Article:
The inventive method for fabricating a bipolar transistor comprises the steps of providing a substrate of semiconductor material of a first conductivity type, and depositing by nonselective epitaxy a first layer of semiconductor material of a second conductivity type on the substrate. An element of insulating material is formed over a portion of the first layer, and a second layer of semiconductor material of the second conductivity type is deposited onto said first layer by selective epitaxy. The selective epitaxy results in a portion of the second layer laterally overgrowing onto a portion of an upper surface of the element. An aperture is thereby formed in the second layer leaving an exposed region on the upper surface of the element. A layer of insulating material is formed on the second layer which narrows the aperture and reduces the exposed region of the element. The exposed region of said element is removed to expose a portion of the first layer and a region of the first conductivity type is formed in said first layer through the aperture.
In accordance with one embodiment of the invention, an npn transistor is formed wherein the substrate of semiconductor material, such as silicon, having an n-type conductivity is provided with a mesa-like portion surrounded by recessed oxidation isolation regions. A first layer of silicon having a p-type conductivity is deposited over the mesa-like portion and the isolation regions by the use of a conventional non-selective epitaxial growth technique. The deposition results in regions of polycrystalline silicon being formed over the isolation regions of the substrate and a region of single crystal silicon being formed over the mesa-like portion. The element of insulating material is formed over a portion of the single crystal region and includes at least a layer of silicon nitride. An oxide layer, such as silicon dioxide, may be provided between the nitride layer and the first layer of silicon.
A second layer of silicon of a p-type conductivity is deposited on the single crystal and polycrystalline silicon regions of the first layer. The deposition of the second layer of silicon results in polysilicon being deposited over the polysilicon in the first layer and single crystal silicon being deposited over the single crystal silicon in the first layer. The second layer of silicon is deposited by a selective epitaxial technique so that a portion of the single crystal material laterally overgrows onto a portion of the nitride resulting in an aperture leaving an exposed region on the surface of the nitride. A layer of insulating material is formed on the second layer of silicon by a high pressure thermal oxidation. The portion of the thermal oxide covering the walls of the aperture narrows the aperture and consequently reduces the width of the exposed region of the nitride. The narrowed exposed region is thereafter removed to expose a portion of the single crystal region of the first layer of silicon.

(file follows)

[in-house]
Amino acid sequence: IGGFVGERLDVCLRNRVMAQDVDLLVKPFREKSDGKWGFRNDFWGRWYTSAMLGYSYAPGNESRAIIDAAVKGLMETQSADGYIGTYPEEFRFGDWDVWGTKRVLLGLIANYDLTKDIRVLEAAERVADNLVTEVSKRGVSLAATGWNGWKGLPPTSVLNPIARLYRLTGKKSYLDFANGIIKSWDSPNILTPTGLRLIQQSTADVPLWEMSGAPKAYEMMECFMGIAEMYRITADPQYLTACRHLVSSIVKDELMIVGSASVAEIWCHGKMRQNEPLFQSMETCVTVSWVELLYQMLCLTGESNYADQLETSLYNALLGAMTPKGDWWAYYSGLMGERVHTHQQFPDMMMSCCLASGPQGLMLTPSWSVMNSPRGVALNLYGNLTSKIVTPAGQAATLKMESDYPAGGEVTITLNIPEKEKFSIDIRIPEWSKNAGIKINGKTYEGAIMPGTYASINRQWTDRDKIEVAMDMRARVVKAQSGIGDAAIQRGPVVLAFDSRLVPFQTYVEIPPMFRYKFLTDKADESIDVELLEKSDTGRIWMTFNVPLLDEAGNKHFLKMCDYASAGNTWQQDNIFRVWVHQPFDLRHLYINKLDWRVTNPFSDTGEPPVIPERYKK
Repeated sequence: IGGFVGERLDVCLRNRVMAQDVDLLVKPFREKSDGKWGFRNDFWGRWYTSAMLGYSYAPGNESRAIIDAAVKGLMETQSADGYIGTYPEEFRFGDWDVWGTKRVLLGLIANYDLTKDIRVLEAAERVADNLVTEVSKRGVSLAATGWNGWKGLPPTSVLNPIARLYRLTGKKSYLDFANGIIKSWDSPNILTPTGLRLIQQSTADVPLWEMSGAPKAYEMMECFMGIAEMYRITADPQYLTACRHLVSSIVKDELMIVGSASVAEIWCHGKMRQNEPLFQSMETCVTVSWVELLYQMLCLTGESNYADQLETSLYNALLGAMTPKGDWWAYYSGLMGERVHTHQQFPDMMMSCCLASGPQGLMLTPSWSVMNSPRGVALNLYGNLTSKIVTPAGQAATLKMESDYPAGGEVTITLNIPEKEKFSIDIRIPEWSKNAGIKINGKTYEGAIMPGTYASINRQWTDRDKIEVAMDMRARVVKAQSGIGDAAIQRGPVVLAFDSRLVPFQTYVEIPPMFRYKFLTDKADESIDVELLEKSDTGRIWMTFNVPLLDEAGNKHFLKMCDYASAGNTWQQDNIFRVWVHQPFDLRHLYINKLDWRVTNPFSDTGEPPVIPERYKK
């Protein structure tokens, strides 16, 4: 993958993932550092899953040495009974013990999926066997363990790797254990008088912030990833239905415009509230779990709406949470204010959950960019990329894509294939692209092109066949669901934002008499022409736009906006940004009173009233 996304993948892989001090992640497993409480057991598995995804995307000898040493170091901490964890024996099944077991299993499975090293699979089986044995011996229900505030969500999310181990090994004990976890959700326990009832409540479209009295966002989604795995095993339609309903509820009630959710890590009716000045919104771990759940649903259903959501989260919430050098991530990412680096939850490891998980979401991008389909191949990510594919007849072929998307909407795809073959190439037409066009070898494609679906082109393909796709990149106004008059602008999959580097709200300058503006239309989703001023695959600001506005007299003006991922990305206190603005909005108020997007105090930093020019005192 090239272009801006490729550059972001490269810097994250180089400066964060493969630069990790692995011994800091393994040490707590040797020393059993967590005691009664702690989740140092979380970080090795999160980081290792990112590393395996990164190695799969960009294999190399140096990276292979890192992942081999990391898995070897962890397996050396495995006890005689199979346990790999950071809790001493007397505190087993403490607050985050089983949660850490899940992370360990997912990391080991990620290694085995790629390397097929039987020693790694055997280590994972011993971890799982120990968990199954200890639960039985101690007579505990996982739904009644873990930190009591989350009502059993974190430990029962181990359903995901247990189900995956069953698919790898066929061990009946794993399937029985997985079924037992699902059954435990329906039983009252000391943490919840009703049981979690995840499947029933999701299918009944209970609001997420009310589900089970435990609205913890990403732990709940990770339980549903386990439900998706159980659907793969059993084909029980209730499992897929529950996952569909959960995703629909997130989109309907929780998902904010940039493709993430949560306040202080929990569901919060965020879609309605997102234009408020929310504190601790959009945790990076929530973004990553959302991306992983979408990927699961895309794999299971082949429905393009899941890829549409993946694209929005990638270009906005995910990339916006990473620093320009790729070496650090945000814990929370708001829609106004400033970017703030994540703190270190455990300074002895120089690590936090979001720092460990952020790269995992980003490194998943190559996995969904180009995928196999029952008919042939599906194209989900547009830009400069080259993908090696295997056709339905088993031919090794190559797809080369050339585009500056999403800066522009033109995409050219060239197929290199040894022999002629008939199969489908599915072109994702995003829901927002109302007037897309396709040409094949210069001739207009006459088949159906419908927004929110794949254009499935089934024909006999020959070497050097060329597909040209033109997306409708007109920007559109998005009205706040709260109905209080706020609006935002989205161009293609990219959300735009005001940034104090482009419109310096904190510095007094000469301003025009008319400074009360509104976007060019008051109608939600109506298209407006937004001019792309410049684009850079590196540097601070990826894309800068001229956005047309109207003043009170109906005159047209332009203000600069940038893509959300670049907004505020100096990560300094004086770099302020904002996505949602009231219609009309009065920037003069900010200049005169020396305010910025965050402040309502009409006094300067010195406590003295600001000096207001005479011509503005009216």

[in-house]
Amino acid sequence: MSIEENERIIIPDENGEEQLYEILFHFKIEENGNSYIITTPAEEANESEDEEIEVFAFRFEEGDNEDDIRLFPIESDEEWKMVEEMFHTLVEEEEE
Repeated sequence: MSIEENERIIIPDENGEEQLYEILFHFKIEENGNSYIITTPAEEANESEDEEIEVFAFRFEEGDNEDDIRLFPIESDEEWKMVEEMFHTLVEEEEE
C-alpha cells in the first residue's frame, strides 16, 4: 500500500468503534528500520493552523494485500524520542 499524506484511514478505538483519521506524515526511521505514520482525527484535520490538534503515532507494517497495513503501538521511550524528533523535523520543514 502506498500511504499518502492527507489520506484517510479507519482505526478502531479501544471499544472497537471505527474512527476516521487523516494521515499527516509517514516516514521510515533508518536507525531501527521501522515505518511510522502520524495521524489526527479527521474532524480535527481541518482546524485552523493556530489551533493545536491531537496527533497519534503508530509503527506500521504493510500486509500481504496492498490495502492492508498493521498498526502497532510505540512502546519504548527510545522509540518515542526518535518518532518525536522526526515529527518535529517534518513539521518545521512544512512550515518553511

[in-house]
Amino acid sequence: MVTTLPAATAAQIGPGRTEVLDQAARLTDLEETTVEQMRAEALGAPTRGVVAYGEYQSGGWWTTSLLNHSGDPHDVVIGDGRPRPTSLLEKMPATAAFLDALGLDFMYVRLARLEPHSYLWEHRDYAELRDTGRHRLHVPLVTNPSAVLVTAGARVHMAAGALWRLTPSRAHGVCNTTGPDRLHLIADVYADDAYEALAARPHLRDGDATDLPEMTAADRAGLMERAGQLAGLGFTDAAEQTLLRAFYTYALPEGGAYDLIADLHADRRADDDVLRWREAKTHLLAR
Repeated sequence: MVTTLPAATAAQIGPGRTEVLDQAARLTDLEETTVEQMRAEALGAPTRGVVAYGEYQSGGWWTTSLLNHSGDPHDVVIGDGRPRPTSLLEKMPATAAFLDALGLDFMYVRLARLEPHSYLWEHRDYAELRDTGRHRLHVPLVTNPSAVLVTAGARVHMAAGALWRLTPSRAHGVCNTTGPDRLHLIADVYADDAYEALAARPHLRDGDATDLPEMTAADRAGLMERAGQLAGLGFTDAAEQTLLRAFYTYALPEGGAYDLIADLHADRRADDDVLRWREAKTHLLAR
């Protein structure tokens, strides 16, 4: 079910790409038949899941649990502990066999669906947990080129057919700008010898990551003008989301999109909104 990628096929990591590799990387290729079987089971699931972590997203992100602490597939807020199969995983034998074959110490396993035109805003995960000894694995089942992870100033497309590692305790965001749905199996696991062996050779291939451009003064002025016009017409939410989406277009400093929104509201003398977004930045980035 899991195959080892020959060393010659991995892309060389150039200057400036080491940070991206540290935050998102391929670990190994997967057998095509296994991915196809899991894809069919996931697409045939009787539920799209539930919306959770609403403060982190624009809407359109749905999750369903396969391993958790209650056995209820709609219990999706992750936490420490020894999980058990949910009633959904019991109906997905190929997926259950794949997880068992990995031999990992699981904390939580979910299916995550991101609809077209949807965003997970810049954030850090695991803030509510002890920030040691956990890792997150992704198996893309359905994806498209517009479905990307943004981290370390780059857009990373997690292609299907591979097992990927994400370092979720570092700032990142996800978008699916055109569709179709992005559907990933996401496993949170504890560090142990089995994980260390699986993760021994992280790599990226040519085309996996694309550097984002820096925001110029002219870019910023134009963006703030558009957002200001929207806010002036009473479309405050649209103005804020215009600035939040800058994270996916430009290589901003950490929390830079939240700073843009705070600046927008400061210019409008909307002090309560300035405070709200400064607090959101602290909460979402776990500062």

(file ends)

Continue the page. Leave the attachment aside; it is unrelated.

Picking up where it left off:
A region of n-type conductivity is formed in the exposed portion of said single crystal region to form the emitter of the transistor. The area of the single crystal material below the emitter region forms an intrinsic base and the mesa-like region forms the collector of the transistor. The emitter is formed by conventional techniques, such as, depositing a region of undoped polysilicon into the aperture, implanting n-type dopant and annealing to outdiffuse the dopant into the single crystal region. The portions of the single and polycrystalline regions adjacent the intrinsic base and insulating element form extrinsic base regions. Metallic contacts are formed to contact the extrinsic base, the collector and the polysilicon emitter to complete the transistor.
Thus, in accordance with the invention, the window for forming the emitter region is formed by the selective epitaxial growth of semiconductor material. The term selective growth as herein employed refers to substantially uniform growth of silicon along surfaces of silicon and in which the silicon overgrows onto a portion of an insulating element. A selective epitaxial growth technique is preferrably utilized with growth conditions such that equal growth rates in both the vertical and horizontal directions for the region of overgrowth is provided. The overgrowth is controlled and stopped to form the desired emitter stripe width. A high pressure thermal oxidation layer is deposited on the selective epitaxial layer to insulate the polysilicon emitter from the extrinsic base regions which also has the effect of further reducing the size of the emitter stripe width. The formation of the emitter window by this method provides for the self-aligned formation of the intrinsic base and emitter. The prior art limitations of the photolithographic techniques for forming the emitter window are substantially avoided by the present invention. The adjustment of the size of the emitter window by the selective epitaxial growth and the readjustment of that window by the spacer thermal oxide allows for very good reproducibility. The completely single crystalline extrinsic base allows for a minimal depth of the emitter window and therefore a very low emitter resistance. In addition, the resistance of the polysilicon extrinsic base can be further lowered by silicide formation. The oxide spacer prevents tunneling between the high doped outdiffusions of the emitter and the extrinsic base.